They're supporting ballot initiatives here in Oregon to limit government spending, impose term limits, and ban Kelo-style use of eminent domain to benefit private developers. All these things would most likely be beneficial.

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19 August 2006


I ride the bus to work every weekday.

It's not a bad way to commute. I don't need to drive or worry about traffic. The bus driver does that for me. I can read, or stare out the window, or steal glances at pretty women on the bus, or even catch up on missed sleep. It's relaxing.

But sometimes the bus is jam-packed with people. And then, I think of Israel.

I think of what it must be like for Israelis doing the same thing, commuting to work just as I am, when one of them strikes.

I think what it would be like to feel the shock wave as some Islamist nutcase blasts himself into fantasized union with his imaginary 72 virgins. I picture the jagged metal shrapnel ripping through the densely-packed men and women and boys and girls around me, shredding muscles and lungs and hearts and brains. I picture their blood splashing across my face and hands and clothes. I imagine the pressure wave shattering my eardrums even as it also blows out the windows of the bus. I think of shards of metal tearing through me.

I don't really worry for myself. This has never happened in the United States and it probably never will. But I can't forget those people, not much different from myself, who live in the nation on the front line of the West where it abuts the wasteland of barbarism and madness, who have to conquer this fear every day for the sake of the simple act of riding the bus to work.

Their enemy is our enemy; their fight is our fight.


The Israel-Hizbullah conflict

A great on-the-spot report from Michael Totten here.

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Three things I hate about summer, in ascending order of annoyingness:

(1) The heat and glare

(2) People complaining about the heat and glare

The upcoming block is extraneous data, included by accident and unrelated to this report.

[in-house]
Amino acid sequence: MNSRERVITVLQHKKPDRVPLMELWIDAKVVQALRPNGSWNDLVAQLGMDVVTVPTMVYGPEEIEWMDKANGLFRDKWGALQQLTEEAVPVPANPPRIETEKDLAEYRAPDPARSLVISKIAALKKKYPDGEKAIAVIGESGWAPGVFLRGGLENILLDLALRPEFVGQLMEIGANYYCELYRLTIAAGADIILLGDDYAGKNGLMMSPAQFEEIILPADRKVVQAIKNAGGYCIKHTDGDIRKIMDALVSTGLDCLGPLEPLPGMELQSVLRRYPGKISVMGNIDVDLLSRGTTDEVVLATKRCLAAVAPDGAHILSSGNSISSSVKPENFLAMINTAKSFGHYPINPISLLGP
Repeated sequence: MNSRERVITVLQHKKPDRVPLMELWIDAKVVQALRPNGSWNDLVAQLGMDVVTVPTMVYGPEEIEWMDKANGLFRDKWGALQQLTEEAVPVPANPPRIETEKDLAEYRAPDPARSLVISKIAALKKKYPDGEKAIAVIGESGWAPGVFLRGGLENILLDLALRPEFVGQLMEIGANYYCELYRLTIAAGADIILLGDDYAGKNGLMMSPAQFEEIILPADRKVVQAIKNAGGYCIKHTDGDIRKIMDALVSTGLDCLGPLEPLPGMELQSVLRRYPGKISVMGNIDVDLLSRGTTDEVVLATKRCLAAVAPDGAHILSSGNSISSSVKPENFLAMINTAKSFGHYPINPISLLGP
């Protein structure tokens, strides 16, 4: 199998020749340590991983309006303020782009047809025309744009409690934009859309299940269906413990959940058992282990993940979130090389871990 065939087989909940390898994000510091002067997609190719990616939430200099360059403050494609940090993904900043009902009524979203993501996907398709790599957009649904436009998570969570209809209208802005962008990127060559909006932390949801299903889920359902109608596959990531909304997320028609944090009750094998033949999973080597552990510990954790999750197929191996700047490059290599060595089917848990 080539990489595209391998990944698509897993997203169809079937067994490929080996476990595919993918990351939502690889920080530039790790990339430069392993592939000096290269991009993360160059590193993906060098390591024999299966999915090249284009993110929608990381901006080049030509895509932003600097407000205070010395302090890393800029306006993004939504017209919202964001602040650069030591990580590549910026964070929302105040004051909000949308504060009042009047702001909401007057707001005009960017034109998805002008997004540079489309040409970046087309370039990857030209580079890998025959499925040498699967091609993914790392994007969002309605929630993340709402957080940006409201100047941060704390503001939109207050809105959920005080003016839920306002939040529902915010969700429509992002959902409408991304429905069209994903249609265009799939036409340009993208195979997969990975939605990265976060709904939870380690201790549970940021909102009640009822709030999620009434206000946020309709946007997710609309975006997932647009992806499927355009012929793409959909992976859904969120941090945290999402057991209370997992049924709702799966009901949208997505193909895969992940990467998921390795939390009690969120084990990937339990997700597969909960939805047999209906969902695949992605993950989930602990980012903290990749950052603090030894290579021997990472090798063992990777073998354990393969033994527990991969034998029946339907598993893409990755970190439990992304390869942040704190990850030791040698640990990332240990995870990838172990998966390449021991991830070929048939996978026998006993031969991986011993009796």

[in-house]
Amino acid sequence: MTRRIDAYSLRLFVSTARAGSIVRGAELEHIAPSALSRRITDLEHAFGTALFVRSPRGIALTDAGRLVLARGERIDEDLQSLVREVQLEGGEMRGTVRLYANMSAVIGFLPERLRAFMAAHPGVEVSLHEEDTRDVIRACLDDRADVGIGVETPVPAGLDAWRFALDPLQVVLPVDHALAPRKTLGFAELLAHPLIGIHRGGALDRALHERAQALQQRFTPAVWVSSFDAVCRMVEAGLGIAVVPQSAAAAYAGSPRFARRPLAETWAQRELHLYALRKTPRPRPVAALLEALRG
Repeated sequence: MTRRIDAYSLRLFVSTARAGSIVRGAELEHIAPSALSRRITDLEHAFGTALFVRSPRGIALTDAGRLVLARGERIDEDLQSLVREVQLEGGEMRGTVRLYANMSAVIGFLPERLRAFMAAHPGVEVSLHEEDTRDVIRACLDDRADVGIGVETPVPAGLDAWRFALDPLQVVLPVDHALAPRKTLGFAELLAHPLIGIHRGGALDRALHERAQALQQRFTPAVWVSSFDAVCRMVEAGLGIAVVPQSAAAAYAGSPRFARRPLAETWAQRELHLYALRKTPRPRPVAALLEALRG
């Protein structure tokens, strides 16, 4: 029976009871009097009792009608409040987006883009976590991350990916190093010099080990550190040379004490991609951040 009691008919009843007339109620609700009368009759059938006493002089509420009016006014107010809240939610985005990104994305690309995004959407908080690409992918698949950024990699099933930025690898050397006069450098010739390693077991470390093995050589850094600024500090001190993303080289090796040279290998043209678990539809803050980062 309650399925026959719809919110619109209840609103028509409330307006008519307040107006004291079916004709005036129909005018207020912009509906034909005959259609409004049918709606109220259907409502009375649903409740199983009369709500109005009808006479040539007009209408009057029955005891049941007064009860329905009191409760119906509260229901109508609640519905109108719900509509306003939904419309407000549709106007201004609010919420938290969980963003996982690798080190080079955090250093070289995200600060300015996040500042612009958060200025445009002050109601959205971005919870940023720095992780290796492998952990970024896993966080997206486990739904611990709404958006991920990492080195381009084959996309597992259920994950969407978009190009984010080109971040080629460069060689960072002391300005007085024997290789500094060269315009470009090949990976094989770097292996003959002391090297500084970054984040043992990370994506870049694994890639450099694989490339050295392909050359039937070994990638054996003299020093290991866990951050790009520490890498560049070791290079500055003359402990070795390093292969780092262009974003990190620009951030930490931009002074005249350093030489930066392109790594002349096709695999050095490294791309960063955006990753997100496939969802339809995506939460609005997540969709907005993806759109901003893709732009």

(3) People blathering about how wonderful the heat and glare are

Bah. The only pleasant thing about summer is all the short skirts.


President Bush is a malevolent moron, and only the most naive fool could believe that he might ever do anything for good motives or make an intelligent decision. The Islamic terrorist menace is an illusion trumped up to serve as a pretext for insane military aggression. All uses of American military power are evil. Conservatives in general consist of the rich -- a reptilian, utterly-selfish cabal -- and a vast Middle American population of semi-literate Bible-besotted troglodytes. All conservatives are either covertly or openly racist, and they hate homosexuals too. They probably spend their free time strangling adorable kittens.

Leftists all hate America and love to burn flags. They support terrorism and want the terrorists to win. They support Communism, too, and were heartbroken when the Soviet Union fell. They think the schools should have mandatory classes on sodomy and on the relentless onslaught of evil inflicted by the malignant West upon the peaceful, egalitarian, Kumbaya-singing non-Western world throughout history. Through their absolute control over Hollywood and the mainstream media -- both of which are completely homogenous, monolithic entities -- they work ceaselessly to poison the minds of the public against all that is good and decent. They probably spend their free time strangling adorable kittens.

I submit that if you hold one of these viewpoints, you probably have more in common with those who hold the other one than you do with normal people. The most important division in American society is not between rightists and leftists, but rather between the extremists on each side who demonize everybody on the other side and the people with more moderate views who don't do that.

The extremist on one side looks at the extremists on the other side, gathers their most stupid and outrageous statements and actions into a broad brush, and proceeds to tar the entire other side with that brush. The trouble is, many individuals who start out as moderates read what the hard-liners on their own side have to say (since those hard-liners are over-represented among people who write about politics) and are gradually swayed by it, so the country gradually becomes polarized into two camps, each convinced that the other has gone crazy.